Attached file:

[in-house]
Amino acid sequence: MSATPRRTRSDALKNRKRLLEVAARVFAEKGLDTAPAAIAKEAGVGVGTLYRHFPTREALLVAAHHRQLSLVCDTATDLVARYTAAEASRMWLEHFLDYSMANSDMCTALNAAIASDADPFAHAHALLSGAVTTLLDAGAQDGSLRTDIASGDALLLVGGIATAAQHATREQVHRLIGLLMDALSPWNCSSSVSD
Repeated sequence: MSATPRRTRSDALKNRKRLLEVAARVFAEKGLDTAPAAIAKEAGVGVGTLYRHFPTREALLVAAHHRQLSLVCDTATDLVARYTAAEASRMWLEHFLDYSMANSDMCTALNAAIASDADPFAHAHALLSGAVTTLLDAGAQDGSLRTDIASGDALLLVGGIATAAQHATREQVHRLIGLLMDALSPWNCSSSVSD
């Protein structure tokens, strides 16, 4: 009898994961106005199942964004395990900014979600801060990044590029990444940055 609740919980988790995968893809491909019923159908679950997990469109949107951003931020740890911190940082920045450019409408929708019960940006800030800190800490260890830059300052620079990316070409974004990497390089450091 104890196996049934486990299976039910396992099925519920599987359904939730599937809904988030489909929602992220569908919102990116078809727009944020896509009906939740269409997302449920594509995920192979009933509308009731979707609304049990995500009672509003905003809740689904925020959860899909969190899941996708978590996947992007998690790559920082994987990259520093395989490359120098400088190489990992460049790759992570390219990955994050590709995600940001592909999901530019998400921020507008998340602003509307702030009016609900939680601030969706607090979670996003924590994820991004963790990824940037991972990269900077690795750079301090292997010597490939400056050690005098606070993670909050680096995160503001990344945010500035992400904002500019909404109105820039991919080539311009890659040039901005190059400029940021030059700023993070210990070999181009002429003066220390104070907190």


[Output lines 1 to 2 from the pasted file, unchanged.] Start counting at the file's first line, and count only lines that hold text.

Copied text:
[in-house]
Amino acid sequence: MSATPRRTRSDALKNRKRLLEVAARVFAEKGLDTAPAAIAKEAGVGVGTLYRHFPTREALLVAAHHRQLSLVCDTATDLVARYTAAEASRMWLEHFLDYSMANSDMCTALNAAIASDADPFAHAHALLSGAVTTLLDAGAQDGSLRTDIASGDALLLVGGIATAAQHATREQVHRLIGLLMDALSPWNCSSSVSD